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N2 - Purpose: Choroid plexus tumors (CPT) are rare neoplasms that pose considerable treatment challenges. This study reviews a single institute′s experience with 25 patients of CPT and attempts to contribute to the general body of knowledge on CPT. Materials and Methods: A retrospective analysis of the case records of 25 patients operated for CPT since January 1998 and having a minimum of 1 year follow-up. Results: The study group included 12 (48%) cases of choroid plexus papilloma (CPP), 09 (36%) cases of choroid plexus carcinoma (CPC) and 4 cases of atypical CPP. The mean age at presentation was 18.6 years (range, 6 months to 54 years; SD, 18.7) and a male preponderance was noted (17:8). Raised intracranial pressure was the commonest presenting symptom (72%). The tumors were distributed as follows: lateral ventricle (16; 64%), fourth ventricle (5; 20%), fourth ventricle with cerebellopontine angle extension (3; 12%), and third ventricle (1; 4%). A complete surgical excision was achieved in 11 cases of CPP and 8 cases of CPC. Operative complications include pneumocephalus (40%), focal deficits (36%), subdural effusion (32%), and persistent hydrocephalus requiring shunt (24%). All patients with CPP had a good outcome at the end of a mean follow-up of 5.4 years, whereas the median survival for patients with CPCs who underwent a subtotal resection with adjuvant therapy was 36 months. Conclusion: CPTs include a spectra ranging from CPP to CPC. Radiologic and histologic characterization of these tumors is difficult and newer immunohistochemical and genetic studies should be done to differentiate them from each other. Total excision offers a good prognosis and should be attempted for all forms of CPTs. CPPs carry a good prognosis, and adjuvant therapy is not indicated even after partial excision. CPCs and atypical CPCs carry a poor prognosis, and adjuvant therapy improves survival marginally after total excision. Spinal drop metastases are common for CPC and screening of the spine for possible metastasis should be part of the routine preoperative and postoperative investigation protocol.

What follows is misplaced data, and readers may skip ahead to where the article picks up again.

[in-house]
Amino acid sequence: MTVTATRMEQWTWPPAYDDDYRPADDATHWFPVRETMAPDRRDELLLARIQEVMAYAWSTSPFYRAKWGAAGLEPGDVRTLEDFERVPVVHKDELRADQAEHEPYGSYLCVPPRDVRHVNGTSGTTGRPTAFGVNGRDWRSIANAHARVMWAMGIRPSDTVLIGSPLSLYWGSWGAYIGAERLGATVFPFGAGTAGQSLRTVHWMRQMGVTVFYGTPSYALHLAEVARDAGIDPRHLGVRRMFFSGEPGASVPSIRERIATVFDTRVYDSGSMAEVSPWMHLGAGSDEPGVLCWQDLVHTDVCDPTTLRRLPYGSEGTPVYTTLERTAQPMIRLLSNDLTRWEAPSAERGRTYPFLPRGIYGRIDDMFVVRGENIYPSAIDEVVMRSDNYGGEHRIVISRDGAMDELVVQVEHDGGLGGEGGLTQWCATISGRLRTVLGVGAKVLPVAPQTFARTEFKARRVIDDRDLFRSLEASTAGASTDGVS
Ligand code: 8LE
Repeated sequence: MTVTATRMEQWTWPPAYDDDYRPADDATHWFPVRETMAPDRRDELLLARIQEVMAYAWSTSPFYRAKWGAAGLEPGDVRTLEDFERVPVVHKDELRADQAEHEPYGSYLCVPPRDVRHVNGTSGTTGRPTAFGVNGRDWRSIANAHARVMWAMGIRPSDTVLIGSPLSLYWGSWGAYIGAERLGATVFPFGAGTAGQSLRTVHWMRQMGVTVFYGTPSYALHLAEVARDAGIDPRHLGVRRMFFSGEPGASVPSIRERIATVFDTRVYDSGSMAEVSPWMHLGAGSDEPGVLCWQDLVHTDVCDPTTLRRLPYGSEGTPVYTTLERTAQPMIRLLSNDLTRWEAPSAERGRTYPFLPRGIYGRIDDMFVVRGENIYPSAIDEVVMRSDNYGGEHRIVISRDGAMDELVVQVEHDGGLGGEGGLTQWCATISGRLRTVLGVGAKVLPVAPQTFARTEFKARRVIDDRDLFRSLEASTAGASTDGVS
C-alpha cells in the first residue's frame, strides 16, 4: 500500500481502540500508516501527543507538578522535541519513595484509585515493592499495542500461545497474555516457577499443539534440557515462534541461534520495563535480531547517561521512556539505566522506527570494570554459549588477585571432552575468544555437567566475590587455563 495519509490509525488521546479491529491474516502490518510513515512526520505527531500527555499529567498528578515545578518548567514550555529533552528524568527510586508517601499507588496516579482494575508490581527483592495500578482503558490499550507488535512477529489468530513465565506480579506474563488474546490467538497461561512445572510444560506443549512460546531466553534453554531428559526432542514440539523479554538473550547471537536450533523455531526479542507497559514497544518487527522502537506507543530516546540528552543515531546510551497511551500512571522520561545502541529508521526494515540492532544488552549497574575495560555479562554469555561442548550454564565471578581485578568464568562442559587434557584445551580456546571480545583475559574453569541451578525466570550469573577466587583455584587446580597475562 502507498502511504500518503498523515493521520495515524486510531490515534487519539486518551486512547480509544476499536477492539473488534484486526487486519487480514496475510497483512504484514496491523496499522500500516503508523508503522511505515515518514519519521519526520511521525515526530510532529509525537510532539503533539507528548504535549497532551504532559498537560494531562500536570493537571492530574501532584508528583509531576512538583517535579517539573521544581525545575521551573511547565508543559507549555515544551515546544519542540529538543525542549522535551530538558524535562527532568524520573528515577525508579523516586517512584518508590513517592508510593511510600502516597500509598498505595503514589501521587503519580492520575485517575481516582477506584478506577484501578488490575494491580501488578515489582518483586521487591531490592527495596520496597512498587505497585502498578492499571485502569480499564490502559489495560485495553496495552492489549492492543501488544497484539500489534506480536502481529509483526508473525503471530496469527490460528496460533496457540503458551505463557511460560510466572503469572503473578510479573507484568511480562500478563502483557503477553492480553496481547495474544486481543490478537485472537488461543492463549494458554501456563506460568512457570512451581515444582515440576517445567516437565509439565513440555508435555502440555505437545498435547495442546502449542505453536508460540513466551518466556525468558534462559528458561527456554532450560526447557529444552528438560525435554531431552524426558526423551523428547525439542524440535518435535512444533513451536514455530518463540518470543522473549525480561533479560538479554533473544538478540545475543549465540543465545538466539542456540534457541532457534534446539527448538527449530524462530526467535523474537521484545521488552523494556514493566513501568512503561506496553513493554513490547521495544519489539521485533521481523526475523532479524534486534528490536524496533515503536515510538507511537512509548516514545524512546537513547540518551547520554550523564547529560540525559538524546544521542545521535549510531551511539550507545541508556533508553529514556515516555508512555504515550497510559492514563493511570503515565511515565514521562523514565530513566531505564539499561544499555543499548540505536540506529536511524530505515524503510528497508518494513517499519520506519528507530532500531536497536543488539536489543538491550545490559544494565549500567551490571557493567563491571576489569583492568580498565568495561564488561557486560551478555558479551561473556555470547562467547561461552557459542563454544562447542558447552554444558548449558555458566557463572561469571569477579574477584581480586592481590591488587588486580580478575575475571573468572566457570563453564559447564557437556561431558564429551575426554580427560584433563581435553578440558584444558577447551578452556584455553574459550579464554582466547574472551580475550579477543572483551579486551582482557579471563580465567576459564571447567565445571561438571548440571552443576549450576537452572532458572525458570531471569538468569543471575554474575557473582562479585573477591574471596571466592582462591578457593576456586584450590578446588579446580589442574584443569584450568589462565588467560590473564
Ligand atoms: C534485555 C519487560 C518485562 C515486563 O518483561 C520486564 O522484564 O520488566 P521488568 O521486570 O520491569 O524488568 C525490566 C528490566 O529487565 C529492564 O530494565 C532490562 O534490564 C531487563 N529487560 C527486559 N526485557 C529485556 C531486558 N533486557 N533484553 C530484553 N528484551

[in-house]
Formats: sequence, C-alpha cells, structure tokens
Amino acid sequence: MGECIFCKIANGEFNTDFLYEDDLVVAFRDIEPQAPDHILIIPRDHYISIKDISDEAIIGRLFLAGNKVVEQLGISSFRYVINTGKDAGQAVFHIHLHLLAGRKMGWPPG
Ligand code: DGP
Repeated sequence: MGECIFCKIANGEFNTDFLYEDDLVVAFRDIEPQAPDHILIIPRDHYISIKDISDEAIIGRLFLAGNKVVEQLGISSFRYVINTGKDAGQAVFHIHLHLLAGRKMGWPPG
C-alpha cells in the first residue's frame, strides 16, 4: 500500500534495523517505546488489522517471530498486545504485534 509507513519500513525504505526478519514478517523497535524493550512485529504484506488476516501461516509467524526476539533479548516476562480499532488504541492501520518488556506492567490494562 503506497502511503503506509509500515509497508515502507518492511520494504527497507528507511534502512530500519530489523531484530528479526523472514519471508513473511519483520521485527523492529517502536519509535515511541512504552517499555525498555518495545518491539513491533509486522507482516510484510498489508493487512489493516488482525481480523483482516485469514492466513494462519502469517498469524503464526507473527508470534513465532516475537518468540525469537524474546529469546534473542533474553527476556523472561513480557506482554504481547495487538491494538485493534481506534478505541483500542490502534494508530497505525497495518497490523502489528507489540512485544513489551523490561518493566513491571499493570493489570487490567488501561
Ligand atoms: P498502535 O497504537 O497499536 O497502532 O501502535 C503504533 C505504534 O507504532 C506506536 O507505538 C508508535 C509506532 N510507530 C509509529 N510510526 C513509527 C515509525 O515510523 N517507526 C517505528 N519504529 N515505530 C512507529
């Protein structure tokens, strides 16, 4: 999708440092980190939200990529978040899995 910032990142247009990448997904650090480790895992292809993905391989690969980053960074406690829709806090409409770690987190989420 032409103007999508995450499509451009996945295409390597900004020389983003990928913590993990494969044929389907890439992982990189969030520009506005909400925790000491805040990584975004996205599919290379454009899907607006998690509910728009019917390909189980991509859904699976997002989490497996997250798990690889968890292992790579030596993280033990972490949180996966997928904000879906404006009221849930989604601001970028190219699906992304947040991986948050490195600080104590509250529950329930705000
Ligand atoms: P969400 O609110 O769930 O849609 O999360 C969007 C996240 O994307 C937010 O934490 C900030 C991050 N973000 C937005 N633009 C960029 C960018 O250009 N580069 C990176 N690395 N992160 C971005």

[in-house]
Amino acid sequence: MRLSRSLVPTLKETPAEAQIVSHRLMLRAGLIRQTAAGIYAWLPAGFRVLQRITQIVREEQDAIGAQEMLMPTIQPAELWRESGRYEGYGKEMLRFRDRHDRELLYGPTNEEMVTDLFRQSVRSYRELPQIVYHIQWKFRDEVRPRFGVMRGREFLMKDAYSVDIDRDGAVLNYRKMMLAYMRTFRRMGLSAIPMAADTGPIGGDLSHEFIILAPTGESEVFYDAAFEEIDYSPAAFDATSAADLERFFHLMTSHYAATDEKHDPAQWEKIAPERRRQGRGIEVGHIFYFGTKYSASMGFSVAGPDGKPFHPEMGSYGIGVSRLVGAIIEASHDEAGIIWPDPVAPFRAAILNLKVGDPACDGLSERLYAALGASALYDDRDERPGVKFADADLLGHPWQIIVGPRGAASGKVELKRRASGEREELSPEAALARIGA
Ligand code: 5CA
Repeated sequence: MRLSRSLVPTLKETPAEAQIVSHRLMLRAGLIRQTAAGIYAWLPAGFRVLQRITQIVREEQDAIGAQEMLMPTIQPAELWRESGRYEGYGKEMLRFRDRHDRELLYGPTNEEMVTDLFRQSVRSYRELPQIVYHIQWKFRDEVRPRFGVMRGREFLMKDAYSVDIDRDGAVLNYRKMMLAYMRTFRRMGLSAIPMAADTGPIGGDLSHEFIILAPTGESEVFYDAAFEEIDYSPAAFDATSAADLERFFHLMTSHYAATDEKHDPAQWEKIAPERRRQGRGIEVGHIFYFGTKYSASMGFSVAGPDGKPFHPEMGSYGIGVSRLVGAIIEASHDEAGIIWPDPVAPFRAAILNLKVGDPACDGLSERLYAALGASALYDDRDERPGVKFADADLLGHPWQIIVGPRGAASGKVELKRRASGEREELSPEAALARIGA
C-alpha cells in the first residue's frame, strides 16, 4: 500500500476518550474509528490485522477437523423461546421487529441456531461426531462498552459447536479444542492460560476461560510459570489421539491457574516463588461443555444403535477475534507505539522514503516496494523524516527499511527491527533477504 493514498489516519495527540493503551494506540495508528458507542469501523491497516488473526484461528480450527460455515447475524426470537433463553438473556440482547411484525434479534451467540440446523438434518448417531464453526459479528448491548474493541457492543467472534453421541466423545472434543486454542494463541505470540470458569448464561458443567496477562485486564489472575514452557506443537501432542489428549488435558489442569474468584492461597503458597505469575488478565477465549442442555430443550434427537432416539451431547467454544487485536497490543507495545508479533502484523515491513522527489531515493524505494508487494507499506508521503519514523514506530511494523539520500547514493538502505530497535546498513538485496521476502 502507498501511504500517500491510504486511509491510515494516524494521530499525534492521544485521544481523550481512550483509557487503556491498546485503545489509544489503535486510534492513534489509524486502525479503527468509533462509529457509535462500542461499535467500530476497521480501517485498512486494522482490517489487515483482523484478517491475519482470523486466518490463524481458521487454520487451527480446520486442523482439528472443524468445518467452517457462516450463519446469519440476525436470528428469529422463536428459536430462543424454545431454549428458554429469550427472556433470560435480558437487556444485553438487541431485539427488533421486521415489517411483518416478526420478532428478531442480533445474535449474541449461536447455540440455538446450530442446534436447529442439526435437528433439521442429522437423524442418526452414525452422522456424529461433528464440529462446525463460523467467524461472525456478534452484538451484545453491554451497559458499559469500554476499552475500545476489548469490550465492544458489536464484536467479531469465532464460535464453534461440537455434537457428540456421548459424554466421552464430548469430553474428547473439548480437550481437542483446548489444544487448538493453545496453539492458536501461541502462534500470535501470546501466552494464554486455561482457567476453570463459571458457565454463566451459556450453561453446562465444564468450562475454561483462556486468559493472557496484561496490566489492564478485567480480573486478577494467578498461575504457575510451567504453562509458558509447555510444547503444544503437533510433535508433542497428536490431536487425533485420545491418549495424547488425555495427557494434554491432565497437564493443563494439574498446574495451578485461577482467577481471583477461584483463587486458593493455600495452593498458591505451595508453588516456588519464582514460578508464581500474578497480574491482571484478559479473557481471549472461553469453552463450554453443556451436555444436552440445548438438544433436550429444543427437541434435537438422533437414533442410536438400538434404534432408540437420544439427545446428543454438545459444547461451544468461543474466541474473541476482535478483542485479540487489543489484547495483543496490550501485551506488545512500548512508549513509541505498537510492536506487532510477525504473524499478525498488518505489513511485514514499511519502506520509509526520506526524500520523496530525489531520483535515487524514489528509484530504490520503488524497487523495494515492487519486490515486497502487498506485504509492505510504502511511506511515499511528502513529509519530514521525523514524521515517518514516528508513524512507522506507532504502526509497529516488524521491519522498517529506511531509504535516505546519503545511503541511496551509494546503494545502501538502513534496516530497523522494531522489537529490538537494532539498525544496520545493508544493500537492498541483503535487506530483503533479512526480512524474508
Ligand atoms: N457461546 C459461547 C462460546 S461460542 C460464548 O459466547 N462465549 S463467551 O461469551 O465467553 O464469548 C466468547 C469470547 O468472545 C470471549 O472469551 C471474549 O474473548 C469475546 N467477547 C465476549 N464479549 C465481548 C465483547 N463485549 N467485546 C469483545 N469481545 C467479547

AB - Purpose: Choroid plexus tumors (CPT) are rare neoplasms that pose considerable treatment challenges. This study reviews a single institute′s experience with 25 patients of CPT and attempts to contribute to the general body of knowledge on CPT. Materials and Methods: A retrospective analysis of the case records of 25 patients operated for CPT since January 1998 and having a minimum of 1 year follow-up. Results: The study group included 12 (48%) cases of choroid plexus papilloma (CPP), 09 (36%) cases of choroid plexus carcinoma (CPC) and 4 cases of atypical CPP. The mean age at presentation was 18.6 years (range, 6 months to 54 years; SD, 18.7) and a male preponderance was noted (17:8). Raised intracranial pressure was the commonest presenting symptom (72%). The tumors were distributed as follows: lateral ventricle (16; 64%), fourth ventricle (5; 20%), fourth ventricle with cerebellopontine angle extension (3; 12%), and third ventricle (1; 4%). A complete surgical excision was achieved in 11 cases of CPP and 8 cases of CPC. Operative complications include pneumocephalus (40%), focal deficits (36%), subdural effusion (32%), and persistent hydrocephalus requiring shunt (24%). All patients with CPP had a good outcome at the end of a mean follow-up of 5.4 years, whereas the median survival for patients with CPCs who underwent a subtotal resection with adjuvant therapy was 36 months. Conclusion: CPTs include a spectra ranging from CPP to CPC. Radiologic and histologic characterization of these tumors is difficult and newer immunohistochemical and genetic studies should be done to differentiate them from each other. Total excision offers a good prognosis and should be attempted for all forms of CPTs. CPPs carry a good prognosis, and adjuvant therapy is not indicated even after partial excision. CPCs and atypical CPCs carry a poor prognosis, and adjuvant therapy improves survival marginally after total excision. Spinal drop metastases are common for CPC and screening of the spine for possible metastasis should be part of the routine preoperative and postoperative investigation protocol.

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DO - 10.4103/0028-3886.66455

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Menon GR, Nair SN, Baldawa SS, Rao RB, Krishnakumar KP, Gopalakrishnan CV. Choroid plexus tumors: An institutional series of 25 patients. Neurology India. 2010;58(3):429-435. https://doi.org/10.4103/0028-3886.66455